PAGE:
Kelvin Smith Library hosts lecture on mid-20th century destruction of books

Kelvin Smith Library will host a lecture on mid-20th century American biblioclasm, which is the destruction or mutilation of books, Wednesday, Jan. 20, at noon in the library’s Freedman Center.

Lisa Fagin Davis, executive director of the Medieval Academy of America, will present “Picking up the Pieces: Case Western Reserve’s Otto Ege and the Beauvais Missal,” focusing on one of the best-known victims of biblioclasm.

Beauvais Missal serves as a perfect example of just how great a loss is incurred when a codex is dismembered and its leaves scattered. It also is a case study of the possibilities offered by recent developments in imaging and metadata standards, platforms and interoperability.

American industrialist William Randolph Hearst purchased the manuscript from Sotheby’s and owned it until 1942 when he sold it through Gimbel Brothers to New York dealer Philip Duschnes. Less than a month later, Duschnes cut it up and began selling leaves. He passed the remnants on to his friend and associate, former Western Reserve University professor Otto Ege, who scattered it through gift and sale.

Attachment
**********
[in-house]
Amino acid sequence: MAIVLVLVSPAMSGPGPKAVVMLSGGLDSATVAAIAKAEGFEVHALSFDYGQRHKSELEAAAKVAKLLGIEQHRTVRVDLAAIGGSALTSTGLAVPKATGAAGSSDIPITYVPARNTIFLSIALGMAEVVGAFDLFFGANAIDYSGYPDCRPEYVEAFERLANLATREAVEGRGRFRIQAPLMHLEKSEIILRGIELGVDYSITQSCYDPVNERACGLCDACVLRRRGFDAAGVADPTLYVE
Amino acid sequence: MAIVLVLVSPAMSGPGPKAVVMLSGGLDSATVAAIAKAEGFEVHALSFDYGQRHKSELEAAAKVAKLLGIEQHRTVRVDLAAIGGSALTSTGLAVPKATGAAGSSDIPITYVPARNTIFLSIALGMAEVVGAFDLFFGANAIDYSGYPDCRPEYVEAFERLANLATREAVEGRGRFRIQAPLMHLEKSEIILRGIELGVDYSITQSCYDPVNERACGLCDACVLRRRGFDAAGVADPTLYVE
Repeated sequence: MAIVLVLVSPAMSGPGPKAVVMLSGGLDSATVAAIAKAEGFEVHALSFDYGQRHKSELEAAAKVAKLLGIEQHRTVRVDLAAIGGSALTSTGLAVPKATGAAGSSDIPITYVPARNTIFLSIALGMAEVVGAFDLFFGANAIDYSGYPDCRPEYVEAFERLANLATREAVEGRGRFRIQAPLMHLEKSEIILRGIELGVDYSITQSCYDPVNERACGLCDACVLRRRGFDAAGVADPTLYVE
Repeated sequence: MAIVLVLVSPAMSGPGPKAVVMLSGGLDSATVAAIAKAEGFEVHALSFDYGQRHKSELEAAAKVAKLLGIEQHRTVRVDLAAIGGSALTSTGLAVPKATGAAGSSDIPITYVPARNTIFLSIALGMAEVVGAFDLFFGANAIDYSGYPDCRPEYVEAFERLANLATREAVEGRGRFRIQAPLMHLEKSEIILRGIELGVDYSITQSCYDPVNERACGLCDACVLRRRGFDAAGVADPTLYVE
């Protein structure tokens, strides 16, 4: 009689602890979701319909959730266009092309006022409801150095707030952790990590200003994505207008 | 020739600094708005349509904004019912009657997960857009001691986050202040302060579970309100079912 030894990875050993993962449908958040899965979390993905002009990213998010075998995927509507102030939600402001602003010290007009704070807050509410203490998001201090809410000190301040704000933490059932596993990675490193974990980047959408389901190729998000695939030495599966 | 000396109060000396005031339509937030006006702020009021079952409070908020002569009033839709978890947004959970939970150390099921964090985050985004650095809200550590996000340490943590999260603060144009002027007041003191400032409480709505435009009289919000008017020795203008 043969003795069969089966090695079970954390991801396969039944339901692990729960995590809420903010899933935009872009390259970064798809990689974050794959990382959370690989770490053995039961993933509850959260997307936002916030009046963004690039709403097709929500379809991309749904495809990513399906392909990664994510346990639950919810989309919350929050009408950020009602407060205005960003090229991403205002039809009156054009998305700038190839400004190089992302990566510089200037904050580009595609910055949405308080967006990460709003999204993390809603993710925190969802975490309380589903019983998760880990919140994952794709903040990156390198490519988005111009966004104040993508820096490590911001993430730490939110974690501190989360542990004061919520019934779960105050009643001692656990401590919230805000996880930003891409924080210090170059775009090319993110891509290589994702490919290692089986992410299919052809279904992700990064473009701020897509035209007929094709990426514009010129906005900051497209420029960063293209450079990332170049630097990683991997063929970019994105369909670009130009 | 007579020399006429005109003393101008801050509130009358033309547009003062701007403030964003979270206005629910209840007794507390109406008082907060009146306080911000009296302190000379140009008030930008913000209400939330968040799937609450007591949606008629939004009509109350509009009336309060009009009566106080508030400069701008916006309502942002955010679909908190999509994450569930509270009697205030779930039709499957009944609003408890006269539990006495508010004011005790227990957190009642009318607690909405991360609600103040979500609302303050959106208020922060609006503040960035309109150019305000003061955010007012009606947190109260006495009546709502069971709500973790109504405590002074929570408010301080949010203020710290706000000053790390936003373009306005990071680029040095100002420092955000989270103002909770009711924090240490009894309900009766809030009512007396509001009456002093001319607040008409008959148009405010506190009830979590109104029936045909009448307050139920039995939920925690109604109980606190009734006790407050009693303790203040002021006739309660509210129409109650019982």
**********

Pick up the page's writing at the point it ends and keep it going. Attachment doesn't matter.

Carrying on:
Davis will discuss the incipient digital reconstruction of the 96 known leaves of the Beauvais Missal—spread across 26 states and five countries—and present initial findings based on an analysis of the extant portion of the manuscript. She will focus on the leaf owned by CWRU and its place in the manuscript.

Davis received her PhD in medieval studies from Yale University in 1993. She has catalogued medieval manuscript collections at Yale University, the University of Pennsylvania, Wellesley College, the Museum of Fine Arts Boston, the Boston Public Library and several private collections.